Thursday 8 December 2016

Ireland stutter past Azzurri after Daly try

Ireland U-20s 19 Italy U-20s 13

Published 12/03/2016 | 02:30

Ireland’s Jacob Stockdale is tackled by Italy’s Daniel Rimpelli during their Electric Ireland U20 Six Nations clash in Donnybrook. Photo: Piaras Ó Mídheach / Sportsfile
Ireland’s Jacob Stockdale is tackled by Italy’s Daniel Rimpelli during their Electric Ireland U20 Six Nations clash in Donnybrook. Photo: Piaras Ó Mídheach / Sportsfile
John Poland off-loads after being tackled by Roberto Dal Zilio. Photo: Piaras Ó Mídheach / Sportsfile
Ireland's Peter Claffey is tackled by Italy's Daniel Rimpelli and Davide Ciotoli. Photo: Piaras Ó Mídheach / Sportsfile

"It could be late in the game before we pull away but hopefully we're in that position."

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Nigel Carolan's prediction earlier in the week didn't quite go according to plan as right up until the dying minutes, Ireland were forced to defend for their lives to preserve their second victory of the Championship.

After the stunning win over England last time out, expectations were high as Ireland returned to Donnybrook but the sparse crowd that did turn up (which included Joe Schmidt and his entire coaching staff) had to endure a poor stop-start spectacle.

Italy dominated the opening half and perhaps should have been further ahead than 13-6 and they paid the price for some missed chances as Ireland came storming back into the contest in the second half.

Towering

Captain James Ryan picked up another man-of-the-match award in a typically towering second-row display while openside flanker Will Connors led from the front all evening in what was a terrific performance in the back-row, but Carolan will no doubt have been frustrated that it took his side so long to click into gear.

It wasn't until Shane Daly's try after 51 minutes that Ireland regained a lead that they had coughed up after half an hour.

Ireland lacked direction in attack while their basic skills let them down time and time again which in truth has been a common theme in their earlier defeats.

Ulster winger Jacob Stockdale started his first game of the Championship and for a player who has played in the Pro12 in recent weeks, Ireland failed to get their main running threat into the game.

The scrum was an area of contention all evening and Conan O'Donnell felt the wrath of a referee who was hugely inconsistent when he was harshly sent to the sin bin for seemingly collapsing the set-piece shortly before the half-hour mark.

It looked for all the world that the Italian tighthead prop had driven in on the angle but as it was O'Donnell spent 10 minutes in the bin and his side suffered as they conceded 10 unanswered points in that period.

Carolan and his coaching staff will certainly question the referee's interpretation of what went on in the front-row but the Italians were the ones who appeared far more streetwise.

Brett Connon's second penalty cancelled out Leonardo Mantelli's effort in what was an error-strewn opening 20 minutes before Italy made their numerical advantage count.

Mantelli sent the resulting penalty from O'Donnell's collapsed scrum into touch and although Italy were stopped short of the line three times, they remained patient and Vincenzo Trussardi's pass put Giovanni Pettinelli over.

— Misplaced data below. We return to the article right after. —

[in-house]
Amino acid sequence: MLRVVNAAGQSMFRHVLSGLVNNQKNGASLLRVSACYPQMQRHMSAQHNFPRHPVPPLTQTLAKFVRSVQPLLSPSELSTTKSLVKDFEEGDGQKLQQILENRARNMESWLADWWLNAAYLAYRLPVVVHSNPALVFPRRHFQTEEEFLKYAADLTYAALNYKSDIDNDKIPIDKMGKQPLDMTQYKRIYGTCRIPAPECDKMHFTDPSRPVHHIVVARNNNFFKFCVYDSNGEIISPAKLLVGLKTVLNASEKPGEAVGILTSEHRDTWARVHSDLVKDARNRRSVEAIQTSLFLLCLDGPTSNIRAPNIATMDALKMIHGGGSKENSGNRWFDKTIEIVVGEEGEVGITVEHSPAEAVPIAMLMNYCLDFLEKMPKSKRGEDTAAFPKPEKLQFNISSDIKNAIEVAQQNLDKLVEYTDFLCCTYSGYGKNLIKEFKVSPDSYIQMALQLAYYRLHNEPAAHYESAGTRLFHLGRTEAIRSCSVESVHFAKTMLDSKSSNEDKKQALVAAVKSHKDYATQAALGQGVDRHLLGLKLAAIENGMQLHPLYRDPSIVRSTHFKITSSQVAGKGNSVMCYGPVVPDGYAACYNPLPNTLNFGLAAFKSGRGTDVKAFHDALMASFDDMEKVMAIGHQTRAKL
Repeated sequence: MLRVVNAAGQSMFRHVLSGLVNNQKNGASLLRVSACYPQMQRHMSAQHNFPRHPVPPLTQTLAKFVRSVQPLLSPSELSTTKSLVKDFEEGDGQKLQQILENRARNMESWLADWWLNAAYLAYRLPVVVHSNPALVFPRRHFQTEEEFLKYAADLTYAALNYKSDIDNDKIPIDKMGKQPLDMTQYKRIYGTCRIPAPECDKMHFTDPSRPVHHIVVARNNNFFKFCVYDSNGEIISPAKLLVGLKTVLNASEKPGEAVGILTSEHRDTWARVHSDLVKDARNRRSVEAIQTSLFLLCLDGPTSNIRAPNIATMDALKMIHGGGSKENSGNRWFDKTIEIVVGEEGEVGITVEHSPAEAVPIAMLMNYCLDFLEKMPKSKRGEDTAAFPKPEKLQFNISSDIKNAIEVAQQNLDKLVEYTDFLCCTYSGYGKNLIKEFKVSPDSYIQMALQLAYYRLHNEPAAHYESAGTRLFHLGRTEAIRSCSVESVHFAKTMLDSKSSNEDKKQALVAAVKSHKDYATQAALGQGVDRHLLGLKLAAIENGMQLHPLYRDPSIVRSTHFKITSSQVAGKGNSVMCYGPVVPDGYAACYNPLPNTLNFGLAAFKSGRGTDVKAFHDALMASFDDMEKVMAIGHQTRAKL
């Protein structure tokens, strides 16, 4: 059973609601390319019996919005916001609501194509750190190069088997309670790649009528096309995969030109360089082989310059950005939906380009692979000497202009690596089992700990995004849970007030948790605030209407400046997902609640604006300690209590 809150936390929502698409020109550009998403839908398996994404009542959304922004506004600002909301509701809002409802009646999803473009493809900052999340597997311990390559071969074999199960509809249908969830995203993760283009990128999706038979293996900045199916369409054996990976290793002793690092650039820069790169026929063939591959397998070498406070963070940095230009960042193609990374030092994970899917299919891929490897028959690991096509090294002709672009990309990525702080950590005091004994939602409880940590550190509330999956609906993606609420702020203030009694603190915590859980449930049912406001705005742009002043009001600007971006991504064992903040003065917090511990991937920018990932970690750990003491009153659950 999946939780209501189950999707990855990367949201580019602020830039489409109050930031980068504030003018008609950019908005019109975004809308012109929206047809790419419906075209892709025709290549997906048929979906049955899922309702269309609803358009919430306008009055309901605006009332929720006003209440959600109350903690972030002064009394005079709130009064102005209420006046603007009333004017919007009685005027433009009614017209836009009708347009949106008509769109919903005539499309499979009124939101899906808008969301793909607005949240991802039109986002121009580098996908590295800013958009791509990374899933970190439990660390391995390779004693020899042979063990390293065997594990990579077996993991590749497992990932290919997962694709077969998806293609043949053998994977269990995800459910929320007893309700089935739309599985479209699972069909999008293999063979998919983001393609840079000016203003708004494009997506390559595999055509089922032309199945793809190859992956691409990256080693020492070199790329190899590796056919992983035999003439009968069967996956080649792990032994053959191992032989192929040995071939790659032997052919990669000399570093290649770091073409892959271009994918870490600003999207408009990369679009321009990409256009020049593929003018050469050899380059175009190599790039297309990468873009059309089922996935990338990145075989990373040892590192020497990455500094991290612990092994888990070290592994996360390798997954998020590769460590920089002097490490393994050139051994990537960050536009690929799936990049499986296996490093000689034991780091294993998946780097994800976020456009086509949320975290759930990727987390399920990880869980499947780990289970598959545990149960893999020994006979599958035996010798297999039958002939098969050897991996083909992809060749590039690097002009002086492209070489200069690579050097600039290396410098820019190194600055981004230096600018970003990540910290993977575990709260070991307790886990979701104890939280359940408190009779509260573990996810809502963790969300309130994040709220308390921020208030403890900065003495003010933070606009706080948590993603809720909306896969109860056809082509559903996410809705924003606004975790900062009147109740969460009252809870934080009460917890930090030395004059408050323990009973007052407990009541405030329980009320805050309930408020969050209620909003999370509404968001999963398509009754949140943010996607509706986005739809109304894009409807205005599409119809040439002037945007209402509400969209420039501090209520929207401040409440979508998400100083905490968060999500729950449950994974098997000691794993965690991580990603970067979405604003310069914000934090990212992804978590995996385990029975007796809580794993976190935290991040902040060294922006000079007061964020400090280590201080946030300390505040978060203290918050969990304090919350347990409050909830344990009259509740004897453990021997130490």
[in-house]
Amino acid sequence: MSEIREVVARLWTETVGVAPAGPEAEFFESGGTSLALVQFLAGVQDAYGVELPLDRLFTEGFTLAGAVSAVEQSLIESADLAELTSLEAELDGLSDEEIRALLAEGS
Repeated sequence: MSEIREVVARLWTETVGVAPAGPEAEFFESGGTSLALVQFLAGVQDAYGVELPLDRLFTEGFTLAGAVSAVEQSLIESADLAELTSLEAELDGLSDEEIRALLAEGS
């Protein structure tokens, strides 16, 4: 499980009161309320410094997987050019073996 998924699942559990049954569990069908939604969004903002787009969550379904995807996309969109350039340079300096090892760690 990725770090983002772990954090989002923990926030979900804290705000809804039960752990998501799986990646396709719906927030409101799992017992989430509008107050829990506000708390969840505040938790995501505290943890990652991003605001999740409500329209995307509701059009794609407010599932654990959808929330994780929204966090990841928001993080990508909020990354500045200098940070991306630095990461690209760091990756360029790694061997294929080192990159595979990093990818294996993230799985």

Mantelli converted and added another penalty before the break to leave the visitors 13-6 to the good - much to the delight of their animated coach and former Italy scrum-half Alessandro Troncon.

Whatever Carolan said to his players at half time had a telling impact as they hit back with 13 points without reply in a blistering 11-minute spell after the restart.

Connon fired over two penalties in quick succession before Ireland capitalised on a really poor mistake by Trussardi.

The scrum-half threw an ambitious pass in midfield and Connors easily picked it off before finding Conor O'Brien who was impressive throughout.

The centre ran an excellent line off Connors and showed a great turn of pace before sumptuously offloading for Daly to dot down.

With Ireland gaining the upper hand they failed to kick on and instead allowed Italy to remain in with a chance of snatching victory.

Carolan handed debuts to Ben Betts, Niall Saunders and Paul Kiernan and with the latter two joining Terry Kennedy on the pitch for the closing stages, it meant that Ireland finished the game with the sons of three former internationals on the pitch.

Pressure

The Irish defence had to withstand a late barrage of pressure and they were extremely fortunate that a wide pass found a prop who knocked on to end Italy's hopes of grabbing their first win of the campaign.

Connon, who finished the game with 14 points to his name, sent a late penalty wide that would have sealed it but nevertheless Ireland held on for a victory that was rather uninspiring.

Their attentions now turn to Scotland next week and Carolan will no doubt be demanding a major improvement.

Ireland U-20s - B Connon; H Keenan (T Kennedy 68), S Daly (P Kiernan 72), C O'Brien, J Stockdale; J McPhillips, J Poland (N Saunders 72); A Porter, A McBurney, C O'Donnell; P Claffey, J Ryan (capt); C Gallagher, W Connors (B Betts 39-40), G Jones (M Deegan 68).

Italy U-20s - M Minozzi; P Bruno (L Masato 55), R Dal Zilo, M Zanon, L Sperandio; L Mantelli, V Trussardi; D Rempelli (G Amendola 70), M Manfredi (N Broglia h-t), M Riccioni; L Krumov (G Zilocchi 74) S Ortis (L Masselli 55); G Pettinelli, D Ciotoli (M de Marco 68), G Venditti.

REF - S Grove-White (SRU)

Irish Independent

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